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STATE CABINET APPROVES DIRECTIVE THAT DEFINES INCOME TAX DISTRIBUTION MECHANISM

Town budgets are "go"

THE CABINET has finally defined how state income taxes will be distributed to regional governments and municipalities, allowing towns and villages to get on with the task of designing their 2005 budgets.
On December 2, the cabinet approved a directive establishing the distribution of income tax revenue worth Sk31 billion (€775 million).
As a result of budget decentralisation, municipalities and regional governments are entitled to a direct proportion of state income taxes to fund their budgets.


MICHAL Sýkora: It was impossible to ensure that no one got hurt.
photo: TASR

THE CABINET has finally defined how state income taxes will be distributed to regional governments and municipalities, allowing towns and villages to get on with the task of designing their 2005 budgets.

On December 2, the cabinet approved a directive establishing the distribution of income tax revenue worth Sk31 billion (€775 million).

As a result of budget decentralisation, municipalities and regional governments are entitled to a direct proportion of state income taxes to fund their budgets.

According to the daily Pravda, the cabinet-approved directive gives towns and villages Sk23.5 billion (€578 million) of income tax revenue. Regional authorities will get Sk7.9 billion (€197 million). The cabinet will keep 6 percent.

The ruling Hungarian Coalition Party's cabinet ministers refrained from voting on the directive, as the party insisted that municipalities be guaranteed 95 percent of their 2004 budgets.

The Finance Ministry, however, agreed with the Association of Towns and Villages (ZMOS) that 2005 budgets should be guaranteed at 87 percent of 2004 levels.

The Finance Ministry and the ZMOS conducted marathon negotiations to come up with a draft directive that was suitable to all parties. The Slovak Spectator spoke to the head of the ZMOS, Michal Sýkora, about the difficulties of fair distribution, and his hopes for decentralisation in the future.

The Slovak Spectator spoke to the head of ZMOS, Michal Sýkora, about the difficulties of fair distribution and his hopes for decentralisation in the future.


The Slovak Spectator (TSS): Is the ZMOS happy with the cabinet draft that defines how income taxes would be distributed to municipalities?

Michal Sýkora (MS):After numerous negotiations with the Finance Ministry as well as the Education and Social Affairs Ministries, we managed to push our agendas closer. While we have not reached a full accord, we managed to reach the maximum possible compromise.

I consider it a fundamental turn that our partners finally abandoned their original plan, which would have meant less finances for more than 2,600 municipalities with less than 5,000 citizens, even though the size of their constituencies would have remained the same. It was fundamentally unacceptable for us.


TSS: Could the current cabinet draft directive endanger certain categories of municipalities in Slovakia?

MS: Absolutely not. The cabinet draft directive defines the distribution of Sk23.5 billion €578 million). The distribution criteria include the number of inhabitants, geographical location, altitude, size and its constituency. To press all of this into a mathematical formula was very demanding. It was simply impossible to define the mechanism in a way so that nobody got hurt.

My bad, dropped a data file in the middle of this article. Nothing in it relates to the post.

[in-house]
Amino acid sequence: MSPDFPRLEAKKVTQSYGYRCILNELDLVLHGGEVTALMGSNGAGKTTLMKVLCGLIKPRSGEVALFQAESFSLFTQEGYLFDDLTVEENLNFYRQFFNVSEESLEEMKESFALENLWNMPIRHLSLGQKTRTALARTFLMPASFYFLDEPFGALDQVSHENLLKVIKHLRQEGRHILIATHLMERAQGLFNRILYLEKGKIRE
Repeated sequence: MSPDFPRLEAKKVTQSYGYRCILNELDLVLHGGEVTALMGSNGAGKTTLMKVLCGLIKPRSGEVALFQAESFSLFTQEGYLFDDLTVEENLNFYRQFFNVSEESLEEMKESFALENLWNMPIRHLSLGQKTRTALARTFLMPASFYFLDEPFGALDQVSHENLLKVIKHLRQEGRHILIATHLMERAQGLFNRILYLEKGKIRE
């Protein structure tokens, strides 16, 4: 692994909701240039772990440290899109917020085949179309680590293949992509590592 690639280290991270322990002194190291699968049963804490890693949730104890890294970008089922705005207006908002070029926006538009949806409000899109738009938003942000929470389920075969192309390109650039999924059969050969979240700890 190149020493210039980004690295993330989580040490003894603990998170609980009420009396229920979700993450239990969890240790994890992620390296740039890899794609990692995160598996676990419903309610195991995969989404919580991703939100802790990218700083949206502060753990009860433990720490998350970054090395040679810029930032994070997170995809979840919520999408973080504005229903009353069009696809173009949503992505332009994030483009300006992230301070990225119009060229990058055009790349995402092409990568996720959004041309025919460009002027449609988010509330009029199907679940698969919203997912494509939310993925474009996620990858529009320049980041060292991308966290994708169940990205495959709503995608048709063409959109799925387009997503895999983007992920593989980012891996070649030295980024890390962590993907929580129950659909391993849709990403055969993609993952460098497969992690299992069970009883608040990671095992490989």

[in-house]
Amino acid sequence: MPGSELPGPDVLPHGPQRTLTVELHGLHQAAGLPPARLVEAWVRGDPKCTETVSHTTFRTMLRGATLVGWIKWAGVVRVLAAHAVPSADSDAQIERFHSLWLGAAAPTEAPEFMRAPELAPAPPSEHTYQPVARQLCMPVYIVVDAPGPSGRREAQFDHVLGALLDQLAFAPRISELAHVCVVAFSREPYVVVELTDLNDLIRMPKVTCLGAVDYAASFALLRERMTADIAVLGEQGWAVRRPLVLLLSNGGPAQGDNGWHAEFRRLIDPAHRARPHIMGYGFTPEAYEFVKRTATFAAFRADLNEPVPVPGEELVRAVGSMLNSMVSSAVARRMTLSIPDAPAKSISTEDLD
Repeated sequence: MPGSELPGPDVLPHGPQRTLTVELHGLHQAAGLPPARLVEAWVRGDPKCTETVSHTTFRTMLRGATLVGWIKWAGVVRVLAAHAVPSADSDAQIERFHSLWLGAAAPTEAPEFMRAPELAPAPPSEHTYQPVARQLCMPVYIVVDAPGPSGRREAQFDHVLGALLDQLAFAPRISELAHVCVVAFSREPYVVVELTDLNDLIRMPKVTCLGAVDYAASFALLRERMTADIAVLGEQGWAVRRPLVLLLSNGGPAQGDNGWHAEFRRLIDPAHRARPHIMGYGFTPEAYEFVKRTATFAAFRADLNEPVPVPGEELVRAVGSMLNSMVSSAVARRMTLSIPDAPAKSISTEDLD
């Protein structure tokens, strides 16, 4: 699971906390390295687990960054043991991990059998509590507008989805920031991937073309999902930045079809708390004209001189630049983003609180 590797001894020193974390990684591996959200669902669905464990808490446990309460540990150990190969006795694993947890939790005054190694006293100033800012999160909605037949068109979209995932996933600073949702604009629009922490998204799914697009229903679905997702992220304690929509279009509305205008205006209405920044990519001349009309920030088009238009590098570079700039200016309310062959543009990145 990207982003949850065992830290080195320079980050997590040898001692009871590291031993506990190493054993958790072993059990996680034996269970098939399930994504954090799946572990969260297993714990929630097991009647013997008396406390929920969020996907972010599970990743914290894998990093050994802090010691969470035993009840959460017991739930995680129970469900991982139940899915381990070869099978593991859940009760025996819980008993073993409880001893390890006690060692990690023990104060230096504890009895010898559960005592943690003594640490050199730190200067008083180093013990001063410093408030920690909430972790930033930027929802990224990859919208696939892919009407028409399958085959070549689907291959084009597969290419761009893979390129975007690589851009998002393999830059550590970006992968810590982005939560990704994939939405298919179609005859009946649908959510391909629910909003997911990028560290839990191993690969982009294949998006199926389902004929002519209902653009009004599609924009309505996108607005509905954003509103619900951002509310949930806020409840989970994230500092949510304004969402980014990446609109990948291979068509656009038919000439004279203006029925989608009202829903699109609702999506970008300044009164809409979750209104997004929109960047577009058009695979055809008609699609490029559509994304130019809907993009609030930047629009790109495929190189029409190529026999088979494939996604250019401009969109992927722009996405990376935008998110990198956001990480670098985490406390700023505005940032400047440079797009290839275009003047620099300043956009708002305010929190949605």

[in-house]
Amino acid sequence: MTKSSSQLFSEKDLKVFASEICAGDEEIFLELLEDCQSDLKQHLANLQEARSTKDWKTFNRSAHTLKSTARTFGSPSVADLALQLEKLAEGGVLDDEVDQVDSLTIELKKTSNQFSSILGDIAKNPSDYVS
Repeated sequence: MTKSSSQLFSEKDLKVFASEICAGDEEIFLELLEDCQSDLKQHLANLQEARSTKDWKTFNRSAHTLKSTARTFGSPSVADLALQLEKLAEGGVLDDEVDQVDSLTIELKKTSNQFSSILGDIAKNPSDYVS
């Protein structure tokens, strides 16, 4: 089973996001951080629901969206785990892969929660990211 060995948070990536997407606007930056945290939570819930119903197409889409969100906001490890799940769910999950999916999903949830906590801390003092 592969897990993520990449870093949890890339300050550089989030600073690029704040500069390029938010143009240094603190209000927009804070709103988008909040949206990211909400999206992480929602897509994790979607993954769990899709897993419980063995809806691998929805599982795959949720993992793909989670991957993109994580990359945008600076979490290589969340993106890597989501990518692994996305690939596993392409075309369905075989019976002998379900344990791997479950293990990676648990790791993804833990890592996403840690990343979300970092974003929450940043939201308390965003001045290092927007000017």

The only category of municipalities that will have less finances than in 2004 are those villages with fewer than 250 inhabitants - approximately five towns. But even these villages will not see their existence seriously threatened.

We are also continuing to negotiate over easing the impacts of fiscal decentralisation. The Finance Minister tentatively agreed to cover deficits from decentralisation with reserves from the state budget.


TSS: Larger cities have already protested against the directive. What impact will fiscal decentralisation have on larger cities?

MS: We have acknowledged their protests and defended their interests. In fact, the "impacts" that are the subject of complaint are non-existent. What decentralisation means for big cities is that they will get more finances than previously, but not as much as they demanded.

The first proposal [that has since been amended] would have considerably worsened the situation of 2,600 municipalities and significantly improved the situation of larger cities.

The Finance Ministry rectified this injustice by making adjustments for certain categories of municipalities. Larger cities do not like the change, but I restate that they will get more money in 2005 than in 2004.

The ZMOS managed to push through some Sk100 million (€2.5 million) in additional finances for Bratislava from the same resource as for small municipalities.


TSS: How do you see the process of fiscal decentralisation progressing? What are the biggest shortcomings of the process?

MS: While we have not reached the end of the process, we have made great progress. Next year, our fair distribution estimates will be tested and we will see just how realistic our plans were. Once passed, the cabinet directive will be transformed into a law within one year.

In the future, we will have to be careful not to allow under outside influences to reduce income tax rates. Towns and villages are now dependent on this income. While the income belongs to towns and villages, however, it is the state that decides on tax volumes, so we have to be cautious.

I think the greatest shortcoming is the time pressure we have under. Waiting for the cabinet to approve a distribution mechanism means that towns and villages will have to scramble to approve their local budgets by December 15.

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